GENEVA, July 4—In extraordinary scenes Friday, Choi Kyong-lim — the Korean Ambassador currently serving as the President of the United Nations Human Rights Council — suspended the 32nd Session of the Council after a group of countries led by Russia dragged its feet over the appointment of the new UN expert on executions. South Korea, Netherlands, the UK, Latvia and Germany all suggested that the appointment should go ahead.

As is customary, the session ended with the President’s announcement of his decision on who would fill the vacancies left by outgoing UN experts. However, Russia was opposed to the appointment of Agnes Callamard, a French human rights defender and former executive of NGO Article 19, to the position of Special Rapporteur on Extrajudicial, Summary or Arbitrary Executions. Backed by a collective of other nations, including China, Cuba and Venezuela, Russia insisted that any decision on the appointment of experts must be taken by consensus.

Council procedure allows for the expression of disagreement in these cases — countries can call a vote to signal their opposition to a decision and, with enough support, block it. But when asked by the President whether he could understand from Russia’s opposition to the appointment that they would like to call a vote on the matter, Russia demurred, saying “No you may not understand that the council will adopt the list today, because my delegation continues to object.”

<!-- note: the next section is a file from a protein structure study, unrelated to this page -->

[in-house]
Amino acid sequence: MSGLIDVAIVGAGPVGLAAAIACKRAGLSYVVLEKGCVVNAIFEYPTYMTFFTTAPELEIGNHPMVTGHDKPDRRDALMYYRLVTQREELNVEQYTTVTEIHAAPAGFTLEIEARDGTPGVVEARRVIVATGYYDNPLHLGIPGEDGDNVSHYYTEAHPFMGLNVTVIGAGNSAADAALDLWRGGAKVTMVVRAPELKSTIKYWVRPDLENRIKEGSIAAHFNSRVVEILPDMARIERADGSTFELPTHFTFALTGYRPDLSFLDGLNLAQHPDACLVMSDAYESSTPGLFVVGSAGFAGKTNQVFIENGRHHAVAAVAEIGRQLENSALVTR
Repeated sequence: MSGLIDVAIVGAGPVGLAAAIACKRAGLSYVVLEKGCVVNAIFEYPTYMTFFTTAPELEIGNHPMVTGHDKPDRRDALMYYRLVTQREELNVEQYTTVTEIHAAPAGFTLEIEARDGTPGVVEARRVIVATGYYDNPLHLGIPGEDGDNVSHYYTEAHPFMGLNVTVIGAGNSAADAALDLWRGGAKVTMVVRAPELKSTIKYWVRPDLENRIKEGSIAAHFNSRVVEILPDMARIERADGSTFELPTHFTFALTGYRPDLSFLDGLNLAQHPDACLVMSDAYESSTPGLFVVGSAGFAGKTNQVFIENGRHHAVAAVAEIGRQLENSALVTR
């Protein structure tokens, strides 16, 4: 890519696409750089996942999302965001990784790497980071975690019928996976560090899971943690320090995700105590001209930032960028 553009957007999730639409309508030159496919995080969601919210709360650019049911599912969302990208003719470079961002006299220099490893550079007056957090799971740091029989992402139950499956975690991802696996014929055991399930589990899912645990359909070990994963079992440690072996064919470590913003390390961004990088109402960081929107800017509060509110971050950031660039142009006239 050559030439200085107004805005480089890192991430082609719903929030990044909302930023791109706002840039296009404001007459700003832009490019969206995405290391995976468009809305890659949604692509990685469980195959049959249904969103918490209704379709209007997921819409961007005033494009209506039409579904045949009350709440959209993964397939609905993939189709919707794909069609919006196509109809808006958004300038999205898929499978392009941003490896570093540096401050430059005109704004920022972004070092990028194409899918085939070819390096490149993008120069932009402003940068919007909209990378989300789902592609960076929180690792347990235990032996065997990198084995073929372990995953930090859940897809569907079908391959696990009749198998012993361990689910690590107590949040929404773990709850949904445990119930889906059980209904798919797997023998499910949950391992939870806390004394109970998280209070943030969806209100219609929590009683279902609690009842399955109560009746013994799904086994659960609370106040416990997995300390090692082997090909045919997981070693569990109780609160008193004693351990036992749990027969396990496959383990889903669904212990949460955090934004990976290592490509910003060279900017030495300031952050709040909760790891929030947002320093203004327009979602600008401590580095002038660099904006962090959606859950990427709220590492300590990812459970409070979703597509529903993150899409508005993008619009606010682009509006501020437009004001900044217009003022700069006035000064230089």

After considerable delay — during which the Chinese delegate told the President that “my suggestion to you is to end this meeting so they [delegates of member states observing Ramadan] can go eat” — the President was finally required to suspend the session at 10:30pm, as UN staff needed to leave. The Council will resume on Friday, July 8, in order to allow delegates to resolve the issue and adopt the final report.

 

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unwatch

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